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like that. so it's pretty active. i would say social network is to very closely to at least what they believe happened. there's another two guys you could and then, right? 65 but mac olympic twins, rose. i member when i first met him to a hotel room, tyler our camera can you really can't tell, and tyler is like the look at us and you think we must be the bad guys. if this were an '80s movie we be trusted skeletons. and so i put that in the movie and that ended up, and then ralph machu call because he's the original chronic it and he said i love that line. that was cool. [laughter] anyway, there's a lot of different sources and a lot of different opinions on what happened. >> we touch on a couple of things i want to make sure we talk. one come to talk about cinematic quality of the winter i want to hold all of it because i think the audience would be interested to know this sort of jump that you have made some sitting at
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your desk by yourself pounding out these books and in the translation to the big screen. because i think that is an experience of its own. let me hold on that and say one of the things we've seen particularly in these last three books, you were drawn to a particular type of character it seems to me. young and smart, and pushing the of love of whatever is that today. is that a fair characterization? >> young, geeky, always guy so far but that's not by choice. that's just to golfing. >> what is it about that world that abusive? >> i was a geeky guy, still pretty much in. and the idea that you can go from that to rockstar or mark zuckerberg sitting alone in her room suddenly the billionaire, or mit kids living the high life in vegas. even thad roberts he's a guy who went from nothing to almost being an astronaut against getting essays of moon rocks. it's a vicarious the right
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forming. >> with thad its interest because you make the point, as result of his upbringing, and him coming to houston and not knowing anybody, he really was determined to reinvent himself. he wanted to be the guy that people recognize as the social there and the person was coming up with all of these, not exactly planks, but who could get into the space shuttle simulator and who could kind of push the bow. i guess that does help drive the narrative in terms of building up to that climax spent absolutely. this is a kid who need everyone to love. he said i needed people to love me. there's no kind of bigot need than that. he didn't have that love growing up and that's what he did. and yet, i think there is that transformation is what i like to write about. >> you were saying you met with eduardo, with the twins, not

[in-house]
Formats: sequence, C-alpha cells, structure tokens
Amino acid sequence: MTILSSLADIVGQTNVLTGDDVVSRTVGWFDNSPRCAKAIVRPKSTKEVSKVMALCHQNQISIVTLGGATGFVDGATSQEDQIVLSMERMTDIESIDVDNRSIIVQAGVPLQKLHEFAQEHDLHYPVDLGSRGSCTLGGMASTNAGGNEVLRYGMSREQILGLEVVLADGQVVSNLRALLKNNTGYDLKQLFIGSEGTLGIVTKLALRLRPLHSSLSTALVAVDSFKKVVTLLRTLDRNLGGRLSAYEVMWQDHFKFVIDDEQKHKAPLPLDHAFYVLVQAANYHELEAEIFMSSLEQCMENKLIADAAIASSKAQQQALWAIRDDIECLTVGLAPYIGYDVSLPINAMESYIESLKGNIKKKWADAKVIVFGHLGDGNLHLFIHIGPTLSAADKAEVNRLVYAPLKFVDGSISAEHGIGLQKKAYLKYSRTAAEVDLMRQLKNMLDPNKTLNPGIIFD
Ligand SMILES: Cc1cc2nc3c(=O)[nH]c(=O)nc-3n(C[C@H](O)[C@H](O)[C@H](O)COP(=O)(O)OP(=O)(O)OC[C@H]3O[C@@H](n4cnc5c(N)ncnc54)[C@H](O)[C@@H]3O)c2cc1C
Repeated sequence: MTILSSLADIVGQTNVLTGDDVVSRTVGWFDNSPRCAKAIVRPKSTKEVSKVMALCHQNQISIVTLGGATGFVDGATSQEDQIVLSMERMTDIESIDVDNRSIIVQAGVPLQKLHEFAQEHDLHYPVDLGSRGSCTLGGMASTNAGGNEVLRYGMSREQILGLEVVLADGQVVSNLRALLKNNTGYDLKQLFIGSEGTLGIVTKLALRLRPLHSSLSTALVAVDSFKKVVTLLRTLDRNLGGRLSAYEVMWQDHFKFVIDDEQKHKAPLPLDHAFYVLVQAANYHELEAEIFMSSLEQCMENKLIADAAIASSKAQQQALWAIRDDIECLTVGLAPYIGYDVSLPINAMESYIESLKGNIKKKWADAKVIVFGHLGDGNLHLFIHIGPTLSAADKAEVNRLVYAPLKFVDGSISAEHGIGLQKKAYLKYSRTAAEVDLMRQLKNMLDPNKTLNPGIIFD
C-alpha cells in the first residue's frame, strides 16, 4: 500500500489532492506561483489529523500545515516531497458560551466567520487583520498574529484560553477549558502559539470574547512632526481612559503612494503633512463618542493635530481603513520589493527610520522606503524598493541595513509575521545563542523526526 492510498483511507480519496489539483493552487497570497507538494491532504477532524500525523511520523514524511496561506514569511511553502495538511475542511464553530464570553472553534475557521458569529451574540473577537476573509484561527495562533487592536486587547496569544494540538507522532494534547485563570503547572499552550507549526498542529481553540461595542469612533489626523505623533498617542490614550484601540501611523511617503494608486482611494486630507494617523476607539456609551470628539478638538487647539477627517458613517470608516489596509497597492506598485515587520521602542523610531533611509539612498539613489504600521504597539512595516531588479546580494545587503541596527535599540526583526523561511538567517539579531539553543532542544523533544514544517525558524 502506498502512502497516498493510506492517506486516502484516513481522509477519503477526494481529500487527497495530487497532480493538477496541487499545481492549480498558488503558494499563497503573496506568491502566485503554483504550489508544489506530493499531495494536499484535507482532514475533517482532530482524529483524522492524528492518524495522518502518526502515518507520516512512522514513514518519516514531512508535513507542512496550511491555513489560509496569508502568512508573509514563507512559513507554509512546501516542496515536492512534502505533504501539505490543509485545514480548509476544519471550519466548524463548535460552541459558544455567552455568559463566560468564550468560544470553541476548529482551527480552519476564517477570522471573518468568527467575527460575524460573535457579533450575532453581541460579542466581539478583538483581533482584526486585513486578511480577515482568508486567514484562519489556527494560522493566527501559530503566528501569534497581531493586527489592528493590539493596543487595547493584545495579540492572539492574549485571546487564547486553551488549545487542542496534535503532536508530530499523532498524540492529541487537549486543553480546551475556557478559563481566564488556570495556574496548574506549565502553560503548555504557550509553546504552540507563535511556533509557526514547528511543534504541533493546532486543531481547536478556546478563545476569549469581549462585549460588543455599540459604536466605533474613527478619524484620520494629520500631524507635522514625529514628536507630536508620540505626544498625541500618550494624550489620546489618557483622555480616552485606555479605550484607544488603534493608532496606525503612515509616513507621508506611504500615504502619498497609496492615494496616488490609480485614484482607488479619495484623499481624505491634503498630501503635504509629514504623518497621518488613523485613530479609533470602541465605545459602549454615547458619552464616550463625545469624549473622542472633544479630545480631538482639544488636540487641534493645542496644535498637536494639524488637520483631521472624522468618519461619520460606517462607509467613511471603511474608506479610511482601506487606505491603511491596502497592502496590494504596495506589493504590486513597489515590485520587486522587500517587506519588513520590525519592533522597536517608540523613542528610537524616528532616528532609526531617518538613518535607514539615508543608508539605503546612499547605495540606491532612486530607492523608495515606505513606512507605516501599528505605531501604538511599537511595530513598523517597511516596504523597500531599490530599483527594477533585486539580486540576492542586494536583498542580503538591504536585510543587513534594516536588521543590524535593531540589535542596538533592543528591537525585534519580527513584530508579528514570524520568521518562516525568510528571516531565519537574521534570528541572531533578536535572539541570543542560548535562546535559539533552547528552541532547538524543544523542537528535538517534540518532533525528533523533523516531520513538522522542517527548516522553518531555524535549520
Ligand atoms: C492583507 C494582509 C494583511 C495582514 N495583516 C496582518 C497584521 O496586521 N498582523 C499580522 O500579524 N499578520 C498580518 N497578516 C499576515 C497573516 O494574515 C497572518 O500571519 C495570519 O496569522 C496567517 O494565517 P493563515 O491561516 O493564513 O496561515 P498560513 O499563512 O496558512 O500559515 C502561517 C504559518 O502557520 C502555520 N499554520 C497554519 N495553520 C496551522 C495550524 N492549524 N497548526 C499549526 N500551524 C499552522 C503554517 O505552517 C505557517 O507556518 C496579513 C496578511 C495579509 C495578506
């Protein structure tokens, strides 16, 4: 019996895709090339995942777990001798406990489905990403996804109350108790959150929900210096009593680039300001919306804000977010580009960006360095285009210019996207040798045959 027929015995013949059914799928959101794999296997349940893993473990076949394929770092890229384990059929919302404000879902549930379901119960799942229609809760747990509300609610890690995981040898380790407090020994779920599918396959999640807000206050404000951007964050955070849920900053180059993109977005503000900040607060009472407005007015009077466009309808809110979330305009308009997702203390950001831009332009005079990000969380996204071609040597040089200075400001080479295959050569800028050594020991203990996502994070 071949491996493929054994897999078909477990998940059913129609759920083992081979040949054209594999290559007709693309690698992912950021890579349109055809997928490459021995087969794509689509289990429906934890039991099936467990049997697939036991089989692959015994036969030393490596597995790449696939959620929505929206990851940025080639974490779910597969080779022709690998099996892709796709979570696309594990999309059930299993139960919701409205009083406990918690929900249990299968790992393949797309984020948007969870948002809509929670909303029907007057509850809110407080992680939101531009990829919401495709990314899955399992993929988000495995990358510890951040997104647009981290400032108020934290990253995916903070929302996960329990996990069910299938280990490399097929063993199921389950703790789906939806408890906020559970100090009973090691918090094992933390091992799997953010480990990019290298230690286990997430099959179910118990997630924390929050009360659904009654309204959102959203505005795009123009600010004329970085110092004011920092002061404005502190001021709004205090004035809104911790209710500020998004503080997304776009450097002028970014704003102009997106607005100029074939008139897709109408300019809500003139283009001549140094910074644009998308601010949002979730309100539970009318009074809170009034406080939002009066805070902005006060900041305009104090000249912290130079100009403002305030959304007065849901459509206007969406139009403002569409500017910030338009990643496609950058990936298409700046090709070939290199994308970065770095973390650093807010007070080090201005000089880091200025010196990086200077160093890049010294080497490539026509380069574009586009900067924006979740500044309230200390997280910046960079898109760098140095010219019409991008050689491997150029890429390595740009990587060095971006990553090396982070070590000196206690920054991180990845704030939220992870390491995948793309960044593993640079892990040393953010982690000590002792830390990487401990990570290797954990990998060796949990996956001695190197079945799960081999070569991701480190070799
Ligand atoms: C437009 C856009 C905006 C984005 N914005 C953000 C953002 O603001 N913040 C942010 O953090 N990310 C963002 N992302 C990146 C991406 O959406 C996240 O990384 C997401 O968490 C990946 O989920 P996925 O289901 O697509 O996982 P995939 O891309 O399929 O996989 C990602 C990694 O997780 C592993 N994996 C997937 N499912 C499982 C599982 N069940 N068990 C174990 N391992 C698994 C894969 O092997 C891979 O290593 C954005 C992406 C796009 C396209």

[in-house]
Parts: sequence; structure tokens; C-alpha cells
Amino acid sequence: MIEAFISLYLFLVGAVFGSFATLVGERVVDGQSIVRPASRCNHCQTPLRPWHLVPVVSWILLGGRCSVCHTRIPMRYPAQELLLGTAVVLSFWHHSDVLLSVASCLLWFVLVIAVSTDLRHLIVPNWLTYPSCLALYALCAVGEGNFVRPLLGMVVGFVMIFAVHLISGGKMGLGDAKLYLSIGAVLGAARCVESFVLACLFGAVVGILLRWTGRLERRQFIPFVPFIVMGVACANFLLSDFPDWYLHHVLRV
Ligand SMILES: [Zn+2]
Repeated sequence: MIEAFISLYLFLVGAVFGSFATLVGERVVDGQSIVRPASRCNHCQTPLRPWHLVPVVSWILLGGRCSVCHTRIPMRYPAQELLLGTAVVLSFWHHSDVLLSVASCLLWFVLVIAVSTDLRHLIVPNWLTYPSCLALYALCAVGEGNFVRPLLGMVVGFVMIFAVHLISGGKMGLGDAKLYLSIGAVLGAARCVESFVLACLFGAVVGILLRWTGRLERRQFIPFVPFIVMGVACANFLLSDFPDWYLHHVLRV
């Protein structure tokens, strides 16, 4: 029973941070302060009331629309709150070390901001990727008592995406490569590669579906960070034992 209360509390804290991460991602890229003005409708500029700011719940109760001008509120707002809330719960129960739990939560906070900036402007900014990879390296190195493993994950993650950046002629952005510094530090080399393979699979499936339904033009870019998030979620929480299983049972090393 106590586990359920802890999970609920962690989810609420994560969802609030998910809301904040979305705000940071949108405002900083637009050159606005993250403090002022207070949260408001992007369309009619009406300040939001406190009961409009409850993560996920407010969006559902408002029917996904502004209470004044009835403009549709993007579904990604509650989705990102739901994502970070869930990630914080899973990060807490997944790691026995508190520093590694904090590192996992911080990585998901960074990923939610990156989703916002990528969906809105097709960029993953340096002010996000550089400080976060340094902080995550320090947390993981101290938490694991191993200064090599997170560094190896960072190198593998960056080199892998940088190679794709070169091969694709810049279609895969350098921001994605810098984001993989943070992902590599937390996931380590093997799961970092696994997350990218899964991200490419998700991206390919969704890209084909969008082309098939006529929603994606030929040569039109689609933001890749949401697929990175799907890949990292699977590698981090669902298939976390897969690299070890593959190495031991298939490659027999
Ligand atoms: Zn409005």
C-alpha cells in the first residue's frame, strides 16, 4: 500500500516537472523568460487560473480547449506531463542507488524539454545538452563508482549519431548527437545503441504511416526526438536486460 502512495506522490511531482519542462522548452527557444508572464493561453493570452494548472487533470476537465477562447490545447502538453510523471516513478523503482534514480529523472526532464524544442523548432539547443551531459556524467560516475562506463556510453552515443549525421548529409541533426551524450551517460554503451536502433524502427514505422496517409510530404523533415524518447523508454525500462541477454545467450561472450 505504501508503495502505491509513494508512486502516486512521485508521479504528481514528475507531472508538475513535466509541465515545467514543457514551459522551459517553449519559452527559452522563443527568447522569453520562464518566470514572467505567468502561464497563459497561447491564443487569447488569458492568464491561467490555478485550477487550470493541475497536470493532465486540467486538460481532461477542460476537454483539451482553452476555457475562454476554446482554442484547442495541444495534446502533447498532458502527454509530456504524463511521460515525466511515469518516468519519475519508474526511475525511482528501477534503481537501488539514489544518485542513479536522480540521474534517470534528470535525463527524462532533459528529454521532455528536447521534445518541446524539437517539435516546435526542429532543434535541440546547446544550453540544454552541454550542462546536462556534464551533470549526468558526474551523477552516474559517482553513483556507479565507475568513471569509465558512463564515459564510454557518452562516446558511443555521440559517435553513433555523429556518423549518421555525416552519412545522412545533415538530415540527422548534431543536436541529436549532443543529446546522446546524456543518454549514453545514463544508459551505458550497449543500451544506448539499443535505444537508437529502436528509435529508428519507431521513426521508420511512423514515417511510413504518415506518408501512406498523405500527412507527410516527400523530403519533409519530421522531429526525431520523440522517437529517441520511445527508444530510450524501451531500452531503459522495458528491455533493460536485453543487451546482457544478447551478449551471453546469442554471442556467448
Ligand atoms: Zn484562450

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mark. but here it is the. thad is your main source. how was that different in writing that and then were the most were history began to seem too fantastic, were you able to check certain things that he said? because there really are some moment in his that really kind of stretch the bounds. how do you go about that and whether not what he is telling you is correct or if he is just spinning your a tale? >> with mark zuckerberg i spent you try to talk with him and he just, he knew i was talking to eduardo. and it was his right to say no. but i spent a year and he was very nice, but in the end, no, no, no. thad wanted to tell his story and that hundreds and hundreds of hours of him on tape telling it. in the beginning he wasn't telling the truth. it was a matter of want to have all the fbi files i could confront him and say that's not actually happened here according to the fbi. and according to the court transcripts and the other people who were there. then he would back off and he would wait a look and many would
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say okay, this is what really happened. so there is that aspect of it. i guess if i'm a journalist that's my main form of journalism is seeing where people are lying to me. but any in history open and honest. as i got to it i said here's the deal. especially with my book, they will be picked apart by people like janet. so you need to tell the truth. and so, he did. in the end he did. he was very open and honest with me. they are is that thing where i did star start to like him a la. as a writer that will things get tricky because if something is extremely likable, but what he did was pretty bad. my daddy was an engineer, a scientist read the book and said i hate this guy. this guy still our national treasure. mean gave their lives to get moon rocks. and he stole it for petty reasons, right? and it is that if we look at it objectively, yeah. that's horrible. but at the same time you're